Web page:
This is one of the towns featured in my newest book, GHOST TOWNS: Yesterday & TodayTM.  

For more details and information, see our CHLORIDE page.


Valencia Co.

Located on SH 6, about 15 miles west of Rio Puerco and two miles south of I-40 at EXIT 126 is the site of Correro.  During Route 66’s heyday, the town consisted of a gas station, general store, post office and tourist cabins.  Today all that remains is rubble, and the old highway fading off into the desert.


Guadalupe Co.

This old class D road-town straddles I-40 at EXIT 291, 18 miles east of Santa Rosa and 41 miles west of Tucumcari.  With a 1990 population of 75, and about 25-30 abandoned buildings mixed in with a dozen occupied structures, Cuervo is a near-ghost town worth visiting.  It was established around 1902, and today the decrepit business district of mostly unused structures is bisected by I-40.  Some of its more interesting buildings include the rock Catholic church, and 1930-1958 era school.

For more details and information, see our CUERVO, MONTOYA & NEWKIRK page.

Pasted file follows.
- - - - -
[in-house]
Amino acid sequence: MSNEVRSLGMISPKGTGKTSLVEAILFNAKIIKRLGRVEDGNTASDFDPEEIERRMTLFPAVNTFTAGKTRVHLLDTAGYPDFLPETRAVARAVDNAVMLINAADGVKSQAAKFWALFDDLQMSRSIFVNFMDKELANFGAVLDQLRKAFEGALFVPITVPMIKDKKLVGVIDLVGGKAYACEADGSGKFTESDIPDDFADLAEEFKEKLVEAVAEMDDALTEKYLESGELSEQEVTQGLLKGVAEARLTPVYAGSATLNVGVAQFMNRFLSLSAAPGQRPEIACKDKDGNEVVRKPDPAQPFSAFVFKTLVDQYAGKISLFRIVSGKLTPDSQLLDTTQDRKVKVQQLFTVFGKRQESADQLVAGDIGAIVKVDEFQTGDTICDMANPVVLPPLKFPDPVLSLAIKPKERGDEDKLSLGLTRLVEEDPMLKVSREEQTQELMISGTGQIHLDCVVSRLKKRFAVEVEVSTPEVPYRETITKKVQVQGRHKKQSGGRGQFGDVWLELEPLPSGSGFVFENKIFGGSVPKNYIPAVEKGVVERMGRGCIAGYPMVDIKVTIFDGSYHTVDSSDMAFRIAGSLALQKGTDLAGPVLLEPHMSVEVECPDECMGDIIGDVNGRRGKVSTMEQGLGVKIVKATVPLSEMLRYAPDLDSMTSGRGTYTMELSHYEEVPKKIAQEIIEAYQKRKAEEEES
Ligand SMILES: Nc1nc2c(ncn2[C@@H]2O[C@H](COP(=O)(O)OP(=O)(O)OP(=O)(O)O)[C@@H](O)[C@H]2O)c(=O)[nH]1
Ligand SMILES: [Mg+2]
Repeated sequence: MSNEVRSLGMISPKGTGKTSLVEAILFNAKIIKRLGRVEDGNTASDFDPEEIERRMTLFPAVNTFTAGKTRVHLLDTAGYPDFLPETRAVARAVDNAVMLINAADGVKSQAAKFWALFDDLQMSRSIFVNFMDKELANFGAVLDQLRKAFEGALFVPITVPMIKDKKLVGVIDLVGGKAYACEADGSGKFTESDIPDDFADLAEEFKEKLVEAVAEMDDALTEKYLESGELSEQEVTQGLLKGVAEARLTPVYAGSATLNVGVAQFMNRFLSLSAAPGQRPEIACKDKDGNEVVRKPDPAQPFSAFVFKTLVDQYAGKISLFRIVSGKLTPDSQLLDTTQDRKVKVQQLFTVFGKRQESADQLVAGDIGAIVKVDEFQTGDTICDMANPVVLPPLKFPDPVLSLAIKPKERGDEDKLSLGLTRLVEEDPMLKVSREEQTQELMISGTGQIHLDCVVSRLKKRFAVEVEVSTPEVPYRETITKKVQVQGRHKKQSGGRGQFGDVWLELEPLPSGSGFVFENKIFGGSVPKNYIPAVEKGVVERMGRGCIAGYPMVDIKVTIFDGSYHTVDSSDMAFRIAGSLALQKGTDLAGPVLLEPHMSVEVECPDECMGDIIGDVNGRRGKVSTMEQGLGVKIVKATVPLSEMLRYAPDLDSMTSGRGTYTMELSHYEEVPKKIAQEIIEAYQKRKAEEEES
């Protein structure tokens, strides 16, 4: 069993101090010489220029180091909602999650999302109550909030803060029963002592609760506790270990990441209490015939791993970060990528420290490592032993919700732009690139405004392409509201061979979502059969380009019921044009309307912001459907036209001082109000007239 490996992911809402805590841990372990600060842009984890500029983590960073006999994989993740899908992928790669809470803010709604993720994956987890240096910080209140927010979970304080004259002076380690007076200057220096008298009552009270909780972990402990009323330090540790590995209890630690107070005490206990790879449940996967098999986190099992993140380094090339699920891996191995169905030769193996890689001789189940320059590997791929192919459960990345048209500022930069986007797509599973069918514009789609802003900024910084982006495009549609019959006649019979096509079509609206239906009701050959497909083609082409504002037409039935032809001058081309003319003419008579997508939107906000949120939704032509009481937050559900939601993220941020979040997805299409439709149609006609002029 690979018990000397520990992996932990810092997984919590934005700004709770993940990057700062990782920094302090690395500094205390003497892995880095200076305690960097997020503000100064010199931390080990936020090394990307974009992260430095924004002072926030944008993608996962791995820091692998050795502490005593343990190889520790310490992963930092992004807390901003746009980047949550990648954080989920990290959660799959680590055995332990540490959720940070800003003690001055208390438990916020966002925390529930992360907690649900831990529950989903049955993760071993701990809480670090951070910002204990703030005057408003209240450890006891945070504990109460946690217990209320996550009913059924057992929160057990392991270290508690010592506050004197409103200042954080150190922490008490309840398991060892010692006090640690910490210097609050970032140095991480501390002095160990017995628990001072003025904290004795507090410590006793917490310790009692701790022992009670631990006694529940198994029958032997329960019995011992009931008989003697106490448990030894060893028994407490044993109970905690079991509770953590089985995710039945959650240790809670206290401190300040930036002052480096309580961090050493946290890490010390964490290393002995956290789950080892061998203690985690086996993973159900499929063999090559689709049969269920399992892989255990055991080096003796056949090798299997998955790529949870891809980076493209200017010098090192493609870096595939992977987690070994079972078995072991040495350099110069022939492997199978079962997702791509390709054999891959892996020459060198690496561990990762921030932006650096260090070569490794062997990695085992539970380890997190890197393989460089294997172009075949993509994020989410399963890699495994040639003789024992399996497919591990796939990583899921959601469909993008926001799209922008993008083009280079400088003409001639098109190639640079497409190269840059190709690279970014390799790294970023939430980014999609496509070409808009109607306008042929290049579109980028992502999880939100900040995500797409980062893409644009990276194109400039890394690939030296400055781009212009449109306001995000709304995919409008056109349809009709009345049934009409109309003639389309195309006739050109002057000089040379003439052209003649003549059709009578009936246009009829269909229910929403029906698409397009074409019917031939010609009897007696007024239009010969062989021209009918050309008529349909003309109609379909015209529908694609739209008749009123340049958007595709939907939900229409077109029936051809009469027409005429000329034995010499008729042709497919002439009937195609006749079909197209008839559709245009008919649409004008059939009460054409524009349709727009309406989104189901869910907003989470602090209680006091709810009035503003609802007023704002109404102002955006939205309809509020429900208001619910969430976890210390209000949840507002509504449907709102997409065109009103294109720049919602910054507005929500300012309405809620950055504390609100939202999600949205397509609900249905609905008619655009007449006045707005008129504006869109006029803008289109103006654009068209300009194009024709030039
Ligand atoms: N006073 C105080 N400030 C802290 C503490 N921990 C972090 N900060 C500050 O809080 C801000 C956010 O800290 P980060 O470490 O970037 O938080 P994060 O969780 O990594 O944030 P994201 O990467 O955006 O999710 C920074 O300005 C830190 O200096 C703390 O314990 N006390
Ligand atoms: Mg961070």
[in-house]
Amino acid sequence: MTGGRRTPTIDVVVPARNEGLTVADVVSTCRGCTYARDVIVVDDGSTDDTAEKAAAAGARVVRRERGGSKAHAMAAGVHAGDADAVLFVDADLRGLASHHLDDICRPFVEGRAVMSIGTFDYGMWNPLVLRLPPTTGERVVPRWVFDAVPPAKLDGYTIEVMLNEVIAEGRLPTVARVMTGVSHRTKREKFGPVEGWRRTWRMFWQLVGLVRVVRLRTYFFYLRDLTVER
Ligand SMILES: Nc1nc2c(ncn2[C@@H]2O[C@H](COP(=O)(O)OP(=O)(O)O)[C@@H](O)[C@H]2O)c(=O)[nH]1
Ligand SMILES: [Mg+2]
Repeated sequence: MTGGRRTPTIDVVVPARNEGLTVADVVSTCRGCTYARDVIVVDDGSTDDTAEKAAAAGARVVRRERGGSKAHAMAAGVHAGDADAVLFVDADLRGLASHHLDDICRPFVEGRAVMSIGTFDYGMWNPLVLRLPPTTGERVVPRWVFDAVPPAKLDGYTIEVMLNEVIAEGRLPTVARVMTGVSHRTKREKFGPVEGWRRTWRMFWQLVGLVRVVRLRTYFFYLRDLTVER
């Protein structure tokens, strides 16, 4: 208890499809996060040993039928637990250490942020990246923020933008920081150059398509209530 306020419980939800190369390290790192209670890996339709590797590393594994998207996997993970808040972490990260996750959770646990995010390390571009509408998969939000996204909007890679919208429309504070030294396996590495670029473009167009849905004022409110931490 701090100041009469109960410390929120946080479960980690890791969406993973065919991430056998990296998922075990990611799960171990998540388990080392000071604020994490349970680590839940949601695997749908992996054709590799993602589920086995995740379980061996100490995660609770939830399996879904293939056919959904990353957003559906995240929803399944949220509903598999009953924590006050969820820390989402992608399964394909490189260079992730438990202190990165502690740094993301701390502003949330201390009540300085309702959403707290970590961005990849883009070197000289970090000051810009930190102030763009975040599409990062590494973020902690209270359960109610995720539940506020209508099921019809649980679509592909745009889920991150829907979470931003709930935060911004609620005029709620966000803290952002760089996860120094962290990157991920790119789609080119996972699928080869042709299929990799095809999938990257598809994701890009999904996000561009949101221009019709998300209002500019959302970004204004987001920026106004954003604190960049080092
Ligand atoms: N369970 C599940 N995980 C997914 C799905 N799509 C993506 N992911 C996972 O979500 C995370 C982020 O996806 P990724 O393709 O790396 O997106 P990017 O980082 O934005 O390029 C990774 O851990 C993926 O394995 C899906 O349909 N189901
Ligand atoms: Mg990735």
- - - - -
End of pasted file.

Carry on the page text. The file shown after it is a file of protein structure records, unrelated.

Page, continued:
Guadalupe Co.

Located on US 84, 15 miles north of I-40 at EXIT 256.  Here Route 66 originally angled to the north towards Santa Fe, then back down the Rio Grande Valley to Albuquerque.  In 1990, this tiny roadside town had a population of 75. 


Colfax Co.

Also known as E-Town, gold mining began around 1866. E-Town quickly grew, incorporating in 1868.  Some of the businesses included three dance halls, two hotels, post office, seven saloons, five stores and the Colfax County seat (1870-1872). It had several thousand people and over 100 buildings.  It began to fade by 1871, and from 1875-late 1890s E-Town was nearly deserted.  From 1900-1905 gold dredging brought new life, but in 1903, a devastating fire destroyed most of E-Town.  The post office closed in 1931, and by 1942 the town was a ghost. It is located about a quarter mile west of SH 38, at a point five miles north of Eagles Nest.


Quay Co.

In 1950, 187 folks lived in ENDEE, which according to the 1953 edition of the WPA Guide to New Mexico was “...a blow-off town for cowpunchers in the early days of its existence, (and) is now a sun-baked ruin of dilapidated shacks and frame buildings.…”  It was located 4.7 miles west of the state line on Route 66.  That would place it at or near I-40 at EXIT 369.  Nothing is visible from I-40.